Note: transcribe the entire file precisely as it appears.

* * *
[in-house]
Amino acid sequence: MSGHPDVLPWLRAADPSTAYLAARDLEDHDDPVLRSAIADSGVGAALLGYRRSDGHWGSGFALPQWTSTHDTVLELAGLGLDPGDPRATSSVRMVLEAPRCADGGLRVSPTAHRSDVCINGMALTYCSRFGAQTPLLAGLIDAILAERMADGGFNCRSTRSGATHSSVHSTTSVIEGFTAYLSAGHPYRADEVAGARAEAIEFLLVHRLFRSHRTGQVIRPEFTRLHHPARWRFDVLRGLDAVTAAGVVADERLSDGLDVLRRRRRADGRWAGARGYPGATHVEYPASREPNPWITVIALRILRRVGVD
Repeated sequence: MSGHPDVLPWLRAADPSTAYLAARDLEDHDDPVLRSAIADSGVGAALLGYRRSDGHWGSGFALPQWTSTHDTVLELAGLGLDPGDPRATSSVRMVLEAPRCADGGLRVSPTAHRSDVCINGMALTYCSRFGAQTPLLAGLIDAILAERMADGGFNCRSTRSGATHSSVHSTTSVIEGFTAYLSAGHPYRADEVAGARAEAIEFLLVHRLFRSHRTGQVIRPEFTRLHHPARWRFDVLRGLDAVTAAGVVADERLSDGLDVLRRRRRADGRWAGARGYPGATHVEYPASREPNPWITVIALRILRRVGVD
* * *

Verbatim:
[in-house]
Amino acid sequence: MSGHPDVLPWLRAADPSTAYLAARDLEDHDDPVLRSAIADSGVGAALLGYRRSDGHWGSGFALPQWTSTHDTVLELAGLGLDPGDPRATSSVRMVLEAPRCADGGLRVSPTAHRSDVCINGMALTYCSRFGAQTPLLAGLIDAILAERMADGGFNCRSTRSGATHSSVHSTTSVIEGFTAYLSAGHPYRADEVAGARAEAIEFLLVHRLFRSHRTGQVIRPEFTRLHHPARWRFDVLRGLDAVTAAGVVADERLSDGLDVLRRRRRADGRWAGARGYPGATHVEYPASREPNPWITVIALRILRRVGVD
Repeated sequence: MSGHPDVLPWLRAADPSTAYLAARDLEDHDDPVLRSAIADSGVGAALLGYRRSDGHWGSGFALPQWTSTHDTVLELAGLGLDPGDPRATSSVRMVLEAPRCADGGLRVSPTAHRSDVCINGMALTYCSRFGAQTPLLAGLIDAILAERMADGGFNCRSTRSGATHSSVHSTTSVIEGFTAYLSAGHPYRADEVAGARAEAIEFLLVHRLFRSHRTGQVIRPEFTRLHHPARWRFDVLRGLDAVTAAGVVADERLSDGLDVLRRRRRADGRWAGARGYPGATHVEYPASREPNPWITVIALRILRRVGVD